The Bun Also Rises

I am currently fulfilling a lifelong dream: being – and living – in London during Wimbledon. Though I love watching all of the big tennis tournaments, the traditions surrounding this particular one take it to a heightened, magical level. The all-whites rule is one that I believe should extend beyond the tennis courts. (Wouldn’t we all get along so much better in immaculate, dazzling apparel?) The strawberries and champagne diet should apply all year round. But ‘Breakfast at Wimbledon,’ the time in which the nation wakes up to a cup of tea and a quick gab about the day to come, is the best part of all.

Such morning gossips are made extra sweet by a plate full of cinnamon buns. But often times one is deterred from making them, because any yeast-based product requires so much patience. As the young protagonists in Ernest Hemingway’s The Sun Also Rises demonstrate, waiting often seems impossible. Just as the sun will always return after a dark night, yeast will always activate if left overnight. But sometimes a catalyst is necessary to speed up the plot. For Jake Barnes, that was a few drinks at a bullfight. For these cinnamon buns, it is the combination of yeast and baking powder. You’ll be finished in plenty of time for the first match on Centre Court!

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Glaze:

3 tbsp buttermilk

3 tbsp cream cheese

1 tsp vanilla extract

2 tablespoon melted butter

1 1/2 cups icing sugar (or enough for glaze consistency)

1/4 teaspoon salt

Filling:

3 teaspoons cinnamon

1/4 cup brown sugar

2 tablespoons melted butter

Pinch of salt

Dough:

6 oz all-purpose flour

1 1/4 teaspoon baking powder

1/4 teaspoon salt

2 teaspoons yeast

1/8 cup plus 1/2 cup semi-skimmed milk

1 tablespoon sugar

3 tbsp unsalted butter

1 tsp vanilla extract

Instruction:

1. Heat 1/8 cup milk to barely a simmer. Take off heat, whisk with yeast. When yeast is dissolved, let sit for five minutes (letting mixture become frothy).

2. Sift flour, baking powder, sugar, and salt in medium bowl. Add rest of milk, yeast mixture, vanilla extract, and butter to form dough. Knead dough on a floured surface until a smooth ball is formed. (If dough is too sticky, add flour several tablespoons at a time.) Let dough rise in a greased bowl covered with a tea towel.

3. While dough is rising, combine cinnamon, brown sugar, and salt. Pour melted butter over the mix to create a paste.

4. Roll dough into a 6×9 (approximately) rectangle. Spread filling evenly, leaving a half inch border. Roll (beginning with the shorter length) into a tight cylinder. Pinch at the seam. Cut into six even rolls and place in greased muffin tin. Cover with tea towel and let rise for at least half an hour.

5. Bake buns in a 350 degree oven for 10-12 minutes (until golden brown). While the buns are baking, whisk together cream cheese, buttermilk, vanilla extract, (all at room temperature) and salt. Add icing sugar in batches, whisking until smooth. When glaze consistency is reached, finish with melted butter.

6. Allow buns to cool for five minutes. Drizzle with glaze.

Enjoy cinnamon buns with buttermilk glaze with Ernest Hemingway’s The Sun Also Rises, and check in at http://warandpeach.com for future recipes and book reviews!

A Farewell to Parms

For the first ten years of my life, my family lived in a quaint house on a quiet street – Rosedale Avenue. The downstairs did not have doors; instead, the complete circle of living room, den, kitchen, and dining room was divided by open doorways. Every Saturday night, my father would make some elaborate dish – often chicken parmesan. As Andrea Bocelli or another Italian divo crooned, smells of garlic, bay leaf, and a happily simmering tomato sauce would drift throughout the downstairs rooms. My mother made a similarly divine eggplant parmesan every once in a while, incorporating the same ingredients in a vegetarian option.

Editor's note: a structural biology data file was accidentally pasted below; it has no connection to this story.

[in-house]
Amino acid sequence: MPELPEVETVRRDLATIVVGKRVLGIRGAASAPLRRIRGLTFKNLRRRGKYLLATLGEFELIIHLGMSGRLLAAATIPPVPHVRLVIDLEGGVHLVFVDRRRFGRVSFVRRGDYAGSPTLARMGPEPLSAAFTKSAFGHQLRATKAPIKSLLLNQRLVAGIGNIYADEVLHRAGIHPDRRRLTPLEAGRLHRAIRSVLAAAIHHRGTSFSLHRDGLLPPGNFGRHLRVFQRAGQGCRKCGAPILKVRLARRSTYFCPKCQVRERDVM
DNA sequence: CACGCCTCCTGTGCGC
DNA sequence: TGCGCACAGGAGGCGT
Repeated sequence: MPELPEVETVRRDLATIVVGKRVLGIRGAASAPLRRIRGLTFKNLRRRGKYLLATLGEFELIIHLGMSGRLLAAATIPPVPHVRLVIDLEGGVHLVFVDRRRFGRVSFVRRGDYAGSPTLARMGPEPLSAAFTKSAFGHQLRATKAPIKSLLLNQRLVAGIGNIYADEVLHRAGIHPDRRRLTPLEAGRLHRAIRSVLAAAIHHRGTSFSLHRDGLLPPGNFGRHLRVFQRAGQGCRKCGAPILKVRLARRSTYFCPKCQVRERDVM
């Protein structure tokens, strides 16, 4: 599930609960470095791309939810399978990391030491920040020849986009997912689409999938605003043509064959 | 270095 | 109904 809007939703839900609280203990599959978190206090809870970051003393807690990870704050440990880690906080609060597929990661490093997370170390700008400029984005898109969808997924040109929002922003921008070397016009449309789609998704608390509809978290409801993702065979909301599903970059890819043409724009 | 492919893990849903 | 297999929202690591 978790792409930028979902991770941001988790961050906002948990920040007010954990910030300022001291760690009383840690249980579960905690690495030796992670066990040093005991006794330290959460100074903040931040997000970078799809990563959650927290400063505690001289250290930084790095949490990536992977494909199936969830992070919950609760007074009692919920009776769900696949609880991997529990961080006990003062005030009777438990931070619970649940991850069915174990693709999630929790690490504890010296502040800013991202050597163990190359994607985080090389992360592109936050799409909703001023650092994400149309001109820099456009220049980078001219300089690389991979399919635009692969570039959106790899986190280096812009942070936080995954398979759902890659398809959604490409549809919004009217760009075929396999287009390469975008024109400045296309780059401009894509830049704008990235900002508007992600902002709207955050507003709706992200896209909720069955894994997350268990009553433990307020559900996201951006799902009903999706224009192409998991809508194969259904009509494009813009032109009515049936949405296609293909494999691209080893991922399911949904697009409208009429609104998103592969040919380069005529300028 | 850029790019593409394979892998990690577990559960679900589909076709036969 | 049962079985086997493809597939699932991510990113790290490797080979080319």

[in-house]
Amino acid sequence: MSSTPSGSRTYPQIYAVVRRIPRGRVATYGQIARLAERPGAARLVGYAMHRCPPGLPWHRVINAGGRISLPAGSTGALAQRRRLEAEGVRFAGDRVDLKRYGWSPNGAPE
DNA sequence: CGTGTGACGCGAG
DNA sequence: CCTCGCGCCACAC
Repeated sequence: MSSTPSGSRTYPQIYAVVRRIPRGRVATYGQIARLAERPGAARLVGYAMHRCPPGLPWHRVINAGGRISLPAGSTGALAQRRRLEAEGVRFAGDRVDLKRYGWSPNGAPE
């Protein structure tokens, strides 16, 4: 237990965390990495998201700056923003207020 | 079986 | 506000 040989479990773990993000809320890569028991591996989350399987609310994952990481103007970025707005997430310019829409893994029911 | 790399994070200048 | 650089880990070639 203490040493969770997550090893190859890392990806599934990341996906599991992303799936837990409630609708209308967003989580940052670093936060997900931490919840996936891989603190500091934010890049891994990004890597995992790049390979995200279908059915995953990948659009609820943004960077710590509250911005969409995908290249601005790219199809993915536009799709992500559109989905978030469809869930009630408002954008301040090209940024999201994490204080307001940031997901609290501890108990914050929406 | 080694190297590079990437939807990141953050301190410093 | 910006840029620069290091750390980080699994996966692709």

I absolutely adored my parents’ respective “Parmesan” recipes, but often bemoaned the hour at which they were finally served. After cooking out the sauce to perfection, breading the chicken and shallow frying it, melting the cheese under the broiler, and assembling the various elements, Saturday night dinner often did not begin before a spouse grew hungry, daughters cranky, and chef positively exhausted.

Like Ernest Hemingway’s writing style, this recipe takes the essential flavors and leaves out all things superfluous. It is minimalistic but still complete and complex. With only five basic ingredients, this ratatouille (and it’s very own cheesy carrying case) is still vibrant, colorful, and satisfying. As Hemingway used the omission technique to describe the relationship between Frederic and Catherine in A Farewell to Arms, this vegetable parmesan marries very few flavors (but encompasses all that is necessary to achieving the warm Italian dish).

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Ratatouille-Filled Parmesan Baskets

1/2 aubergine (eggplant)

1 courgette (zucchini)

1 red pepper

1 tbsp tomato paste

2 tbsp olive oil

1/2 cup Parmesan cheese

Chives to garnish

Instruction:

1. Preheat the oven to 350 degrees. Grate a thin layer of parmesan cheese onto parchment paper (into a disk shape). Melt in oven, remove after about 4 minutes, immediately mold into small basket shape using espresso cup or shot glass. Let molded parmesan rest in dry, cool place until set.

2. Chop aubergine, pepper, and courgette into tiny cubes. Cook in olive oil over medium heat for about 5 minutes. Finish by binding all vegetables in tomato paste. Season with salt.

3. Let ratatouille cool. Serve in cooled Parmesan basket. Garnish with chives.

Enjoy vegetable parmesan with Ernest Hemingway’s A Farewell to Arms, and check in at warandpeach.com for future recipes and book reviews!